We had a quiet night in the bay at Isla San Francisco, which we had bypassed on the way north, although we did spend some quality time there on our last cruise.
This morning I took the kayak to shore, but was a bit alarmed by the number of small jellies with fluorescent indigo blue tentacles, looking not unlike small floating sea anemones… some washed up on the beach, but most were bobbing in the water close to shore. Beaching the kayak, I made an effort not to come in contact with these little critters. Beautiful yes, but perhaps beastly too. And I didn’t feel like finding out.
The adventure crew were up early, some of them heading out in the one panga for a fishing trip, and some walking the beach. Seemed like a great way to travel, someone else setting things up and feeding you, and then cleaning up your mess after you left. All very civilized! However, I think I prefer it our way!
After breakfast ( working my way through all the food hoping to not have too much to throw away before we put the boat away- doing pretty well in that department) we upped the anchor and took off. Not so long a day, and for the most part flat calm and warm. There were lots of big rays leaping out of the water to amuse us – one huge animal cleared the surface and did two complete flips before splashing down again. We would love to know why they fly – most of the ones I see are in small groups, or maybe just a couple… is it a strange mating ritual? Other theories include chasing food – trying to shake off pests – the sheer joy of flying…. my vote is either on mating ritual or sheer joy of flying. If it feels good – do it.
We did see some dolphins, but unlike the porpoises up north they don’t seem to have any affinity with our boat and so steer clear of us. Pity! My favourite memory of the trip from Anacortes to San Diego was the evening the dolphins? porpoises? flew through the waves beside our boat, avoiding the stabilizer fish in the water …seemed like they were having the best time! These animals down here haven’t so much as crossed our bow wave. Probably on a mission..
As soon as we arrived at the marina and shut everything down, we donned our bathing suits and headed for the pool for a late lunch. We always seem to manage to find the most interesting people to sit beside and leavesdrop on. Certainly we hear lots of tall tails and crazy stories from people who have been coming down here for a long time. Our nearest neighbour was very informative: he told us how he brought their sailboat down here ten? fifteen? years ago and has never taken it back. We hear lots of stories about people like this! Mexico just draws them in and never lets them go! Today he is having his boat put up on the hard for hurricane season, just past the marina we are in now. According to him, when that last hurricane came through, the staff at this boatyard worked hard to keep everyone safe, and they did not suffer a single loss or any damage. That can’t be said for another yard down the way, where there are still boats toppled over that no one has seen fit to right.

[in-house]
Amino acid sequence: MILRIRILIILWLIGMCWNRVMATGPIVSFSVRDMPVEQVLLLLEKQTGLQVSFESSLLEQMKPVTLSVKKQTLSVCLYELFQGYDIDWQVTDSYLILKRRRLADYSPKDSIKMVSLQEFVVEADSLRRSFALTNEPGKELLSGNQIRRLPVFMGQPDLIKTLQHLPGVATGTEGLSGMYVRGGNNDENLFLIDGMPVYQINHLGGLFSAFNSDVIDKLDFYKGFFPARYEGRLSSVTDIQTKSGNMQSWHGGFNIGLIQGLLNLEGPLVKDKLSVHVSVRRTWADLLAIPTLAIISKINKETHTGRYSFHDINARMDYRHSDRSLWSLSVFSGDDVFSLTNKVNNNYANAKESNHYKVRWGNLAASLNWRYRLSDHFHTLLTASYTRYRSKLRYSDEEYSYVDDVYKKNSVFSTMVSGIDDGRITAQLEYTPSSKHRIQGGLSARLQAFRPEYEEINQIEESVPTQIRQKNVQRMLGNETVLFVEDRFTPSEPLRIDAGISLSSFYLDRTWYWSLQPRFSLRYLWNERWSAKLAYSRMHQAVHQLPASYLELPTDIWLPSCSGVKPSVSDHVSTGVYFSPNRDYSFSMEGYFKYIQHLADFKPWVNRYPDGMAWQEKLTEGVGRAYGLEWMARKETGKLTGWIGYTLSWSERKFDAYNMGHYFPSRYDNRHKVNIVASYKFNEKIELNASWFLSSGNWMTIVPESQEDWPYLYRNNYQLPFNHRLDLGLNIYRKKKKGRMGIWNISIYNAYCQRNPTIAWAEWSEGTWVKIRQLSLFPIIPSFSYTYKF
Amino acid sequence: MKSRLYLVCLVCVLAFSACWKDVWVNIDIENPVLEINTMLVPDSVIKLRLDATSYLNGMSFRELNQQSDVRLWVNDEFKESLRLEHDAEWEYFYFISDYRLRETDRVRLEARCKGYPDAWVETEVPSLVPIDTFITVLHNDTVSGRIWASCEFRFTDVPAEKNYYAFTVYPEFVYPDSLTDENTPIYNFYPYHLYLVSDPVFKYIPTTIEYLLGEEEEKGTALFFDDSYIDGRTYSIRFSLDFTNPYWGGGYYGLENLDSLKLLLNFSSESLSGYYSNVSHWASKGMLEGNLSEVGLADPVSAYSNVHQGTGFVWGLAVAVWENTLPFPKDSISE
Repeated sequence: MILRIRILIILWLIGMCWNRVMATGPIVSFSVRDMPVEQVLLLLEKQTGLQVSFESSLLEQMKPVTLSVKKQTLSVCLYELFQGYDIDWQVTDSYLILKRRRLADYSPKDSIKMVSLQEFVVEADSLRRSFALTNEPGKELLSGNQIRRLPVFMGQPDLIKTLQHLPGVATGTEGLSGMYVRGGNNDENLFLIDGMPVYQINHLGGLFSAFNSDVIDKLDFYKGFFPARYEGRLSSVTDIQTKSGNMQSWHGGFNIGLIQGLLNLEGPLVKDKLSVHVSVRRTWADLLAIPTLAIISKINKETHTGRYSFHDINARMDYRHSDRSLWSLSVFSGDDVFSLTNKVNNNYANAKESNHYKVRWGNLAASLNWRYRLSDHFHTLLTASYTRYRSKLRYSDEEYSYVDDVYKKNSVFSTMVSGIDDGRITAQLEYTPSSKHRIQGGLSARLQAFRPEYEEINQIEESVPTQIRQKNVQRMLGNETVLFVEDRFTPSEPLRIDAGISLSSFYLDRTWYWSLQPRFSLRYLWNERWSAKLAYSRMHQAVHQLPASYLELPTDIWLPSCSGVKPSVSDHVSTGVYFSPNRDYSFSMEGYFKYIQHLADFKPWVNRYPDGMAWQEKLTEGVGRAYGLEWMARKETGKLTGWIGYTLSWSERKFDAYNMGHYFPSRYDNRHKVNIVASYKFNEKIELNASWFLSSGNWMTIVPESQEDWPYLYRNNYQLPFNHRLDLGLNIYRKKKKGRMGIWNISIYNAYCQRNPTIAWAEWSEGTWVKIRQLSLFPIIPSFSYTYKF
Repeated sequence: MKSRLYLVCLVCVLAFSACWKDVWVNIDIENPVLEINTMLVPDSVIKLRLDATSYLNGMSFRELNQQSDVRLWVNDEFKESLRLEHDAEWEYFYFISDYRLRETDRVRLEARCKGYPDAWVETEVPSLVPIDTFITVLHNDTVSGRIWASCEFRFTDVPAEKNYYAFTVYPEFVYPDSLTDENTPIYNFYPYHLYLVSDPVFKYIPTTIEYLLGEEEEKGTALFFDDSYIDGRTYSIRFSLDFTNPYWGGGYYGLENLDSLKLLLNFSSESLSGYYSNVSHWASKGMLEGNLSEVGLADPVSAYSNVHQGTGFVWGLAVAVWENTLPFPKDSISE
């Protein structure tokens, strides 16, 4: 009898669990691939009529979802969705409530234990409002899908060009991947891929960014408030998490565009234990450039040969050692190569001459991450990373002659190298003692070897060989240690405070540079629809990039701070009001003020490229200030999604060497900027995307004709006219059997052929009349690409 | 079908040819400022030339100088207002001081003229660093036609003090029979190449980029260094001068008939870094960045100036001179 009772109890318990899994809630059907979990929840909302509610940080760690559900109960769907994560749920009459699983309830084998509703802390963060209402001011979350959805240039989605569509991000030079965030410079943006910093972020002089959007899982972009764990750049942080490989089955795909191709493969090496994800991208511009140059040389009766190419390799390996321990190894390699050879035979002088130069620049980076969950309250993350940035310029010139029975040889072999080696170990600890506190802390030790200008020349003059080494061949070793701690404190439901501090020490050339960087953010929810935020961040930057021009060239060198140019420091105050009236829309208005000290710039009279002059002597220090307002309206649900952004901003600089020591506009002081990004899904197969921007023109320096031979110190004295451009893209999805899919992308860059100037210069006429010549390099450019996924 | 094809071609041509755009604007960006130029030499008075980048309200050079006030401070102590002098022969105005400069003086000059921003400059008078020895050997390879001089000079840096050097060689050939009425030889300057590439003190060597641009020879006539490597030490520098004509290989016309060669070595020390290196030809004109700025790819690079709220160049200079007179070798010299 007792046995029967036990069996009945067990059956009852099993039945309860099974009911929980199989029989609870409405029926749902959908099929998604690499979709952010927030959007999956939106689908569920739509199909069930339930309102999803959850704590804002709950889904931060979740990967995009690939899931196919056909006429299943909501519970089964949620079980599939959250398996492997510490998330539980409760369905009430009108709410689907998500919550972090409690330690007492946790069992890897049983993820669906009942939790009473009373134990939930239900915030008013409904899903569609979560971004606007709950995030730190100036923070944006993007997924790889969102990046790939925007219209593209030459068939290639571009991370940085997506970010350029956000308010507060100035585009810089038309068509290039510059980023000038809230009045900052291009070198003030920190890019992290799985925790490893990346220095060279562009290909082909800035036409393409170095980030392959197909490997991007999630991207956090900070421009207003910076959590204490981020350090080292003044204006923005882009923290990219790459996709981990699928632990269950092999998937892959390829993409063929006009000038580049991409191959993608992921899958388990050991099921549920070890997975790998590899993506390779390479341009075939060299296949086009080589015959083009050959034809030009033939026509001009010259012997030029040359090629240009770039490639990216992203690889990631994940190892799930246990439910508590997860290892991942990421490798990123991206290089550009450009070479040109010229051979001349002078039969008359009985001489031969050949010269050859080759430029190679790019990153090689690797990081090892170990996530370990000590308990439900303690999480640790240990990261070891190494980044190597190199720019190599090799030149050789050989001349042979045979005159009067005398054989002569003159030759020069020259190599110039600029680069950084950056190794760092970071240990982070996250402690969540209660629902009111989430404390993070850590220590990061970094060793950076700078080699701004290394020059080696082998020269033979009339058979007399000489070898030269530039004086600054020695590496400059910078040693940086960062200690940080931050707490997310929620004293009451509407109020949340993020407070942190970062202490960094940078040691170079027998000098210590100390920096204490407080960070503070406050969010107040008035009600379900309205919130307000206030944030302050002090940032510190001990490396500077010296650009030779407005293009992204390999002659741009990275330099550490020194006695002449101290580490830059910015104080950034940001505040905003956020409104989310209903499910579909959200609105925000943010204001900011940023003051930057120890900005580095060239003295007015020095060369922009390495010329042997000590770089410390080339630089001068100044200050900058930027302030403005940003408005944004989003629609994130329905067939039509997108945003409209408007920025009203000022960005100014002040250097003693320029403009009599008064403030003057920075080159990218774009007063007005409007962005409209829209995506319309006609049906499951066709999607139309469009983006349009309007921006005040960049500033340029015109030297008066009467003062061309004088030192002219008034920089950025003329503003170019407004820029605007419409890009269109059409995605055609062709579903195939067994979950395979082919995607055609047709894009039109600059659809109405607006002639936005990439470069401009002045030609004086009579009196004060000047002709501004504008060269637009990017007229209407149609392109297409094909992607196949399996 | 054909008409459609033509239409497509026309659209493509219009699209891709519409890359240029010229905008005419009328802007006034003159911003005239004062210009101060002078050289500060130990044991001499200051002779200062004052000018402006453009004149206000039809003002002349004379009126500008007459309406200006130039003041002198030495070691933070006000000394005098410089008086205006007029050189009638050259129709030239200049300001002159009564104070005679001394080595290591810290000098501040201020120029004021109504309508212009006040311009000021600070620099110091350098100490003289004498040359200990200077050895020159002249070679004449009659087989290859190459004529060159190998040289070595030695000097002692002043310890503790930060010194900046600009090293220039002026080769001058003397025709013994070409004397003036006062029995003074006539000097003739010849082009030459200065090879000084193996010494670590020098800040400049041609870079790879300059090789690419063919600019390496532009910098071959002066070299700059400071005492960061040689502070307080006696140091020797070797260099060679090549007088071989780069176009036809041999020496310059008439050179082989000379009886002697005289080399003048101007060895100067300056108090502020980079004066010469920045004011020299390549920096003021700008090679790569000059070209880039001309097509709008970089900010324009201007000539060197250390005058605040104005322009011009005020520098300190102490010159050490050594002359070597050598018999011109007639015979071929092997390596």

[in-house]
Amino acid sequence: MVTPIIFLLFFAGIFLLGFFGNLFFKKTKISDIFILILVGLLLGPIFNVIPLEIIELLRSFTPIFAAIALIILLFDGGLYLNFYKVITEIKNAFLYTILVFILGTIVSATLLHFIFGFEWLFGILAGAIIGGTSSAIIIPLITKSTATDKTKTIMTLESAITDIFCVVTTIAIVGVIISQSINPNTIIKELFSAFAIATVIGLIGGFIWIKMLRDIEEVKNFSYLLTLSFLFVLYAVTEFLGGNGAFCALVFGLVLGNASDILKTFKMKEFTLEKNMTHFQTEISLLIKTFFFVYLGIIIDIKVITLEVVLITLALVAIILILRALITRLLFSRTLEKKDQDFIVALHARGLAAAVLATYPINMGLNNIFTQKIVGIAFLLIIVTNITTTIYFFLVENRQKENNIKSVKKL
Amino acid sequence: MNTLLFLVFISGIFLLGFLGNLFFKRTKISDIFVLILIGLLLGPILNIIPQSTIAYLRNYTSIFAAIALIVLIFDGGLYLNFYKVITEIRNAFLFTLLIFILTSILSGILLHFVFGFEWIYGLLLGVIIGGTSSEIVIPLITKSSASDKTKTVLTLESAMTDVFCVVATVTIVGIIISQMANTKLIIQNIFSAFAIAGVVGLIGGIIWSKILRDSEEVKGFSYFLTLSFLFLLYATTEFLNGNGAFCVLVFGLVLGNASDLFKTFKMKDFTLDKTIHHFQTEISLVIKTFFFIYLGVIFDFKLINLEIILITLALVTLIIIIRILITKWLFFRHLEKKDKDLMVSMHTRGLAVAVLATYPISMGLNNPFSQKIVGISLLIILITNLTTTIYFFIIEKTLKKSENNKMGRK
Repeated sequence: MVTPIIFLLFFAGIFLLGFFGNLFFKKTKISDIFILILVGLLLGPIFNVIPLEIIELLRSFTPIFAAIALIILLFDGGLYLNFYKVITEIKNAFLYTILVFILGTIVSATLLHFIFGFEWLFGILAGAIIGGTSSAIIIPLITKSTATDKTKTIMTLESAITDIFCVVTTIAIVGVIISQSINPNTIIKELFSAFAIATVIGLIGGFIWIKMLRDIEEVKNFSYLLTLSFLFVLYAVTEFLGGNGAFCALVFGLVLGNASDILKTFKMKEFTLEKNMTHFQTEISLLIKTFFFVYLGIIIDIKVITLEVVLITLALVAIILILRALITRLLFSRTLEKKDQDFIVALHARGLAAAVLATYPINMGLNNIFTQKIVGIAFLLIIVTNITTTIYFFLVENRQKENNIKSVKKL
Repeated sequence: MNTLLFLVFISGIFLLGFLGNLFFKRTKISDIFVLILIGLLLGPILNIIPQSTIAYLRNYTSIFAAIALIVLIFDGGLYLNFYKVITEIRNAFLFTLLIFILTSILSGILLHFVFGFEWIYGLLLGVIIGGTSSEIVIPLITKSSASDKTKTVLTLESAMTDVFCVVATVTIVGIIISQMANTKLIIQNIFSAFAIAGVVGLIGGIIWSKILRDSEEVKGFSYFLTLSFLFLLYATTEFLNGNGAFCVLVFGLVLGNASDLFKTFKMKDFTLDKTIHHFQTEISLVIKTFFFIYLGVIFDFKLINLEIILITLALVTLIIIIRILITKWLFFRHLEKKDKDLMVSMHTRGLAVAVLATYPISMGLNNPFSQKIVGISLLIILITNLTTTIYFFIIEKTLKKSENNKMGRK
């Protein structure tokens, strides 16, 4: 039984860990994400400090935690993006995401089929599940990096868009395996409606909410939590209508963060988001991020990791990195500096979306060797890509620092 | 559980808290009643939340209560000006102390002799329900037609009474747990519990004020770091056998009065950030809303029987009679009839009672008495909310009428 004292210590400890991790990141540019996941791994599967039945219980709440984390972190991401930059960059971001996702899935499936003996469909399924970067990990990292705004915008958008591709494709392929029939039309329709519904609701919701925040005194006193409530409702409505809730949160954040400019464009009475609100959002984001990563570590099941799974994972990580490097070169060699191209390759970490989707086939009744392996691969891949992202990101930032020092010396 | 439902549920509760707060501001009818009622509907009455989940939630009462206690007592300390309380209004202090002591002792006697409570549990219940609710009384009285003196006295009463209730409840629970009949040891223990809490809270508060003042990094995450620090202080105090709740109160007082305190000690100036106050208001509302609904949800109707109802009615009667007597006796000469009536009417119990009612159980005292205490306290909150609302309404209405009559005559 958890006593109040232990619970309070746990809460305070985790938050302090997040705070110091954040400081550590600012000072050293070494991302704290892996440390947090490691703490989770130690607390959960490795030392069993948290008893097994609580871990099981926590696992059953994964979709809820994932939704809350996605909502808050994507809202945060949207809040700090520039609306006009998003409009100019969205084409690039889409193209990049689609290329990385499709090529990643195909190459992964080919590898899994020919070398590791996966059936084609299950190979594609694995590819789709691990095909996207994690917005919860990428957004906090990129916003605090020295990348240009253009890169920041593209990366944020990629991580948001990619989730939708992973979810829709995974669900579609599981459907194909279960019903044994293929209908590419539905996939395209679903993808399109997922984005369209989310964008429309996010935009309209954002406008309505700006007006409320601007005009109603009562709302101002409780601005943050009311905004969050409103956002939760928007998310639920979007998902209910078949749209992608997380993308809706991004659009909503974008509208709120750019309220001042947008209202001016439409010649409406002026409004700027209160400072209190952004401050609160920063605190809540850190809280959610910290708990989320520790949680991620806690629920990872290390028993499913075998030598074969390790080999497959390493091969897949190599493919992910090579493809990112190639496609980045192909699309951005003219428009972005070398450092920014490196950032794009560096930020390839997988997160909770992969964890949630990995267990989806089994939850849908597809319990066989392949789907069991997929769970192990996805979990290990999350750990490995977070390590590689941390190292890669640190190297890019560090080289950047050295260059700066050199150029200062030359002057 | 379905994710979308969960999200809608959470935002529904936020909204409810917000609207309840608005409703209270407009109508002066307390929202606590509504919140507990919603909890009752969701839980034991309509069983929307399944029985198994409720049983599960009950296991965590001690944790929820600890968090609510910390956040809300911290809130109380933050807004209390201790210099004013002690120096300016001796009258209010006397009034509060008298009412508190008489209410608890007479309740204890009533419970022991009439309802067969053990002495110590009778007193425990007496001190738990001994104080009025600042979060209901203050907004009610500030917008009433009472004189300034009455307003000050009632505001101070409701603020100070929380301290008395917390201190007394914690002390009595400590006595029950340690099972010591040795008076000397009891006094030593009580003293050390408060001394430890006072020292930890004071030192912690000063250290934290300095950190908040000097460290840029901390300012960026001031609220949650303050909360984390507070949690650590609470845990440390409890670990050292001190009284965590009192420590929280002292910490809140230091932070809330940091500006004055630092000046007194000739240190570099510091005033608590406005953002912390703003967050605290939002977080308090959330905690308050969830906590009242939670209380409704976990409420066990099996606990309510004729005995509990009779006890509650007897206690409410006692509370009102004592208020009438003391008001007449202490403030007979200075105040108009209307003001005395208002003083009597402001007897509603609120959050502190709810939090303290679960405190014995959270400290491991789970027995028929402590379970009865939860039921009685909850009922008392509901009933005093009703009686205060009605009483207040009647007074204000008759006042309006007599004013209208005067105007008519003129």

He also had some good pointers about where to cruise, not just here up the Sea of Cortez but further down the mainland coast. All good advice, points to ponder for our future here.
As I sit in the sun, with just enough breeze to keep me comfortable, the ubiquitous fish that live in this marina are jumping all around me. If I were out in my kayak on the lake I would be throwing my fly out, but for some reason no one seems to take any notice of these silver beauties. I guess they just look good! I love how they swarm, close to the dock by the boats they swim in circles, chasing goodness knows what, occasionally leaping out of the water… very entertaining!
Today and tomorrow are clean up day, I will tote all the laundry to the lovely lady at the laundromat and pick it up tomorrow. Cans and other stores will get moved from hot cupboards to hopefully hidy holes more protected from the heat.. anything open will get eaten or turfed or given away. Fridges and freezers will get turned off…Heads will get scoured to within an inch of their lives ( Valerie Clean!!! wish she were here to help out!!!) Luckily we have crew to wash the outside and the hull once we leave.
Watermaker will get “pickled”, allowing us to leave it for five or six months without the usual flushing we have to do to keep things working. Other small jobs will get done – hopefully… and maybe we will catch the bus into La Paz for one last look around and walk down the malecon.
Saturday night, when the boat is spotless and we can’t do any more, we will stay at the hotel. Sunday morning early we head out –
Sad but true! Adios Mexico! It’s been fantastico! See you in October!
(side note… wow.. with wifi working and brain functioning looks like after ten days I have finally remembered how to put the photos in the right place. easy peasy. wonder if I will remember it for next time???)